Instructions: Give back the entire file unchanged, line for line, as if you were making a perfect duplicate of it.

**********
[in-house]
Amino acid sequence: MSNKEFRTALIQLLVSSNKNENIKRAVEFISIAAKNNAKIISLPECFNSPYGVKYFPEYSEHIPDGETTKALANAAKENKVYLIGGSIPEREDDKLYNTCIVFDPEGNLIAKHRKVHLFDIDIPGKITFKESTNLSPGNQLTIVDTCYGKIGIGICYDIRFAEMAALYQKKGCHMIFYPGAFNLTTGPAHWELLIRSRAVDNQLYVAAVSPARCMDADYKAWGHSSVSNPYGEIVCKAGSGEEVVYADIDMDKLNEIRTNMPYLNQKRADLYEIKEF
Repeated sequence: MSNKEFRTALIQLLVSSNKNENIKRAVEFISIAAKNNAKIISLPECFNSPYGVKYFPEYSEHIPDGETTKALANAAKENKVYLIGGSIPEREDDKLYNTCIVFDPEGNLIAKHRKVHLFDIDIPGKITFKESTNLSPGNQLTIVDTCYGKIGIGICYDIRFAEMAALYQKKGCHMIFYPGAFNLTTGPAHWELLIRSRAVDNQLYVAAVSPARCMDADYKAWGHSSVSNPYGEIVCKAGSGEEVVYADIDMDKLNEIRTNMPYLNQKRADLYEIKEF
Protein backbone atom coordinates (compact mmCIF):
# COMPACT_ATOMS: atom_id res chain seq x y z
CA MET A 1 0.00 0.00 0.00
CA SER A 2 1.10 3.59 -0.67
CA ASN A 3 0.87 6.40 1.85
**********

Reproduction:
[in-house]
Amino acid sequence: MSNKEFRTALIQLLVSSNKNENIKRAVEFISIAAKNNAKIISLPECFNSPYGVKYFPEYSEHIPDGETTKALANAAKENKVYLIGGSIPEREDDKLYNTCIVFDPEGNLIAKHRKVHLFDIDIPGKITFKESTNLSPGNQLTIVDTCYGKIGIGICYDIRFAEMAALYQKKGCHMIFYPGAFNLTTGPAHWELLIRSRAVDNQLYVAAVSPARCMDADYKAWGHSSVSNPYGEIVCKAGSGEEVVYADIDMDKLNEIRTNMPYLNQKRADLYEIKEF
Repeated sequence: MSNKEFRTALIQLLVSSNKNENIKRAVEFISIAAKNNAKIISLPECFNSPYGVKYFPEYSEHIPDGETTKALANAAKENKVYLIGGSIPEREDDKLYNTCIVFDPEGNLIAKHRKVHLFDIDIPGKITFKESTNLSPGNQLTIVDTCYGKIGIGICYDIRFAEMAALYQKKGCHMIFYPGAFNLTTGPAHWELLIRSRAVDNQLYVAAVSPARCMDADYKAWGHSSVSNPYGEIVCKAGSGEEVVYADIDMDKLNEIRTNMPYLNQKRADLYEIKEF
Protein backbone atom coordinates (compact mmCIF):
# COMPACT_ATOMS: atom_id res chain seq x y z
CA MET A 1 0.00 0.00 0.00
CA SER A 2 1.10 3.59 -0.67
CA ASN A 3 0.87 6.40 1.85